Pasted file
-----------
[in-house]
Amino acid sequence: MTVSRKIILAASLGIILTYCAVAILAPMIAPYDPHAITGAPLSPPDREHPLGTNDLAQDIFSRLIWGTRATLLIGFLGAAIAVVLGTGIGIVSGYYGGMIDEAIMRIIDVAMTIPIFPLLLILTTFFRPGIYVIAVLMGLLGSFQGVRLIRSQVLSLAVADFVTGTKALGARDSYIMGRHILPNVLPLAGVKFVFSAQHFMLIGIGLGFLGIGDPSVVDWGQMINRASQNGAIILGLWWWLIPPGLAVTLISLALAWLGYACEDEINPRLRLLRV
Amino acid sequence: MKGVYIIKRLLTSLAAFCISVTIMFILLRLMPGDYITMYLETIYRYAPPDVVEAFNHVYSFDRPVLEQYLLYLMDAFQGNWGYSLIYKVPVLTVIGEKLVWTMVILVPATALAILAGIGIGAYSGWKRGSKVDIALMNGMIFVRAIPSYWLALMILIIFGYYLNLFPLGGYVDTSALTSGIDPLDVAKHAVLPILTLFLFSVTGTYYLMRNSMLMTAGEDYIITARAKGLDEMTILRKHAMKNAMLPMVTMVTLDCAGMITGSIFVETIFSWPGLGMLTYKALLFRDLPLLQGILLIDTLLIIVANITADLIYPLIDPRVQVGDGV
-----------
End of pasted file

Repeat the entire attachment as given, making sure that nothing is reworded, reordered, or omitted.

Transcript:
[in-house]
Amino acid sequence: MTVSRKIILAASLGIILTYCAVAILAPMIAPYDPHAITGAPLSPPDREHPLGTNDLAQDIFSRLIWGTRATLLIGFLGAAIAVVLGTGIGIVSGYYGGMIDEAIMRIIDVAMTIPIFPLLLILTTFFRPGIYVIAVLMGLLGSFQGVRLIRSQVLSLAVADFVTGTKALGARDSYIMGRHILPNVLPLAGVKFVFSAQHFMLIGIGLGFLGIGDPSVVDWGQMINRASQNGAIILGLWWWLIPPGLAVTLISLALAWLGYACEDEINPRLRLLRV
Amino acid sequence: MKGVYIIKRLLTSLAAFCISVTIMFILLRLMPGDYITMYLETIYRYAPPDVVEAFNHVYSFDRPVLEQYLLYLMDAFQGNWGYSLIYKVPVLTVIGEKLVWTMVILVPATALAILAGIGIGAYSGWKRGSKVDIALMNGMIFVRAIPSYWLALMILIIFGYYLNLFPLGGYVDTSALTSGIDPLDVAKHAVLPILTLFLFSVTGTYYLMRNSMLMTAGEDYIITARAKGLDEMTILRKHAMKNAMLPMVTMVTLDCAGMITGSIFVETIFSWPGLGMLTYKALLFRDLPLLQGILLIDTLLIIVANITADLIYPLIDPRVQVGDGV